For bad boys and girls: the annual Lump of Coal Awards

Your Funds

Dollars & Sense

December 21, 2003|By CHARLES JAFFE

WITH NEW charges of wrongdoing being fired at the mutual fund industry virtually every day, it might seem like piling on to pick on the business for its ordinary foibles and buffoonery.

That's OK. Let's pile on.

It's the eighth annual Lump of Coal Awards, where today and again next week this column will bestow an inky chunk of carbon to the bad boys and girls of the fund world, the ones who deserve nothing more in their Christmas stocking.

Lumps of Coal are given to managers, executives, industry watchdogs for attitude, performance, action or behavior that is offensive, disingenuous, reprehensible or just plain stupid. It takes more than wretched performance to earn a bituminous bangle and, this year, it takes more than being named in the latest scandal, although all of the scandalized firms are deserving.

Crisis-related Lumps will show up next week. With that in mind, the 2003 Lump of Coal Awards go to:

The FBR Funds, for sweeping an unexplained blow-up under the rug.

In July, FBR Total Return Bond fund lost 19 percent, an astonishing loss for a government bond fund. Apparently, something went horribly awry with the fund's futures and options strategy, but FBR has never said what. And it never will. To make the problem go away, directors voted in October to liquidate the fund.

Credit Suisse Asset Management, for sheer nerve in dealing with its own mistakes.

In February, CSAM acknowledged that the advisory contract for seven Credit Suisse funds was inadvertently allowed to lapse ... in 2000. Without an agreement, Credit Suisse had no authority to act as adviser to the funds, but it kept right on managing the money, collecting more than $10 million in fees to which it, technically, wasn't entitled.

The firm should have given the money back to shareholders just for miserable oversight of something so basic. Instead, Credit Suisse asked shareholders to approve the fees retroactively, and made it clear that the firm would sue its funds to collect if investors balked at paying the price.

Strong Ultra-Short Term Income fund, for mis-direction in advertising.

Early in the year, ads for this fund prominently featured its highly attractive "30-day current yield" of 3.47 percent. The text of the ad noted, however, that the fund is targeted "for your savings goals of one year or longer." That longer-term focus trumps the 30-day picture, especially when the bottom of the ad showed the most recent 12-months of returns ... which were 0.71 percent.

To all fund companies that started advertising year-to-date or one-year performance in 2003, because they know better.

Fidelity and Smith Barney are among the bigger firms that touted short-term numbers in some ads, playing on investors' desire to rebound quickly. But the fund industry has years of proof that today's hot fund could be tomorrow's trouble spot. Armed with that knowledge, there is no excuse for pandering to the public's greed.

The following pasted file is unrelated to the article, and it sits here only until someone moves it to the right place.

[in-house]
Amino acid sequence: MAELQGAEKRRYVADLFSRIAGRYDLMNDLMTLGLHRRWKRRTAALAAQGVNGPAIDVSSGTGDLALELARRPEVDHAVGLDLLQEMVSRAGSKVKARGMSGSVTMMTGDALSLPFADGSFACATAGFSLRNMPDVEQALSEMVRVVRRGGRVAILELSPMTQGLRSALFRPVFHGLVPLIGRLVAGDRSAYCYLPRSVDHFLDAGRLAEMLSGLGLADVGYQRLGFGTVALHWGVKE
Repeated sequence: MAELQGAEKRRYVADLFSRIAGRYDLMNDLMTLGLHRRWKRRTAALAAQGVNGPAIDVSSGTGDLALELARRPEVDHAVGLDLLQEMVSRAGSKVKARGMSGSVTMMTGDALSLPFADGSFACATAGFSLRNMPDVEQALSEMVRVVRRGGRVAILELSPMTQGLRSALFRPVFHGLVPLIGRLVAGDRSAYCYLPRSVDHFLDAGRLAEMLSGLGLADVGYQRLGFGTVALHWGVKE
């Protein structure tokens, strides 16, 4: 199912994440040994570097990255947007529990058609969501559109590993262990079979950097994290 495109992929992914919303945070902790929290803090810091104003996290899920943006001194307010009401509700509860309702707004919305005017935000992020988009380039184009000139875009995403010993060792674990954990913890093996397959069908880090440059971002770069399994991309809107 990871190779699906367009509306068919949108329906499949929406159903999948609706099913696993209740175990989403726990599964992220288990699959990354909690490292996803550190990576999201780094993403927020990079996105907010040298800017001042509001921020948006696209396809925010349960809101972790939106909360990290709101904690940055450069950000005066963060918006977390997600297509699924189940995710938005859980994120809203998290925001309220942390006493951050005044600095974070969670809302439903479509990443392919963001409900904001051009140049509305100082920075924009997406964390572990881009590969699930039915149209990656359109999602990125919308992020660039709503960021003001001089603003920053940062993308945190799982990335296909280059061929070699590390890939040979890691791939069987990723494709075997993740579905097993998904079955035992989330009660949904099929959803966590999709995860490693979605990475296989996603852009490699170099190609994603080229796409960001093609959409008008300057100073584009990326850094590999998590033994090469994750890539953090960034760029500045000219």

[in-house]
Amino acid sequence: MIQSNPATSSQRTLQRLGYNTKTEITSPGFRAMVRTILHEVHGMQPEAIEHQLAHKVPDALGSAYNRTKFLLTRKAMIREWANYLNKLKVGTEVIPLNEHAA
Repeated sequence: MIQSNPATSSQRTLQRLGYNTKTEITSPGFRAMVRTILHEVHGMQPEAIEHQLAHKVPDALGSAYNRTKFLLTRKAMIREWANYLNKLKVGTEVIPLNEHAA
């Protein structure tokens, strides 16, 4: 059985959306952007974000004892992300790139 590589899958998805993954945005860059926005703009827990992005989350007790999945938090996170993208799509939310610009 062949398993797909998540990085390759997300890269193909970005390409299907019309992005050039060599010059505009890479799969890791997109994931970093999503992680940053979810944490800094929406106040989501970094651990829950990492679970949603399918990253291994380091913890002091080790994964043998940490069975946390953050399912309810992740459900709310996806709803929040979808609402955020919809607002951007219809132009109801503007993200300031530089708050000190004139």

ING, for messing up the easy stuff.

In the summer, ING Investments offered to repurchase shares of ING Senior Income A sold between June 30 and July 16. Apparently, the firm lost track of the number of shares in the fund that had been registered with the SEC; when demand for the fund spiked, ING should have "run out" of shares while awaiting registration of new ones. Instead, the firm sold unregistered shares.

UBS, for assuming its shareholders are idiots.

In September, the firm announced that it was folding its UBS Financial Services fund into UBS Value Equity and suggested that one of the big pluses for Financial Services shareholders was that their new fund is more diversified. That would be a valid point, if investors had no clue that they had purchased a sector fund in the first place. It was not good news for investors who bought a fund focused on one industry.

The Securities and Exchange Commission, for its penalty in the IPO stuffing case against the Brazos funds.

The adviser of the Brazos funds, John McStay Investment Counsel, agreed in the summer to a $200,000 fine for loading its funds with shares of hot initial public offerings. The new funds soared, but investors weren't told that the results would be nearly impossible to repeat as the funds grew larger. And, fueled by the hot record, the funds grew huge. Brazos Small Cap alone went from $50,000 to $742 million in three years.

If the SEC had wanted to punish these jokers, it needed to wipe out the track record, or at least give the firm a scarlet letter, a big red X stamped over the affected years in all performance charts. Instead, the agency showed that it pays to cheat in order to build a great track record; the fine for cheating is merely a cost of doing business to build a reputation.

Me - it's my first Lump of Coal - for my worst bit of writing at precisely the wrong time.

Three days before New York Attorney General Eliot Spitzer fired the first howitzer in the current scandals, I wrote a column critical of the industry's disclosure standards. In an otherwise fine column, I included a line that said, "The fund industry has been virtually devoid of scandal through its nearly 80-year history."

Shame on me for publishing that bit of industry rhetoric. You deserved better.

Next week: Scandal-ridden bad guys get their coal ... and more.

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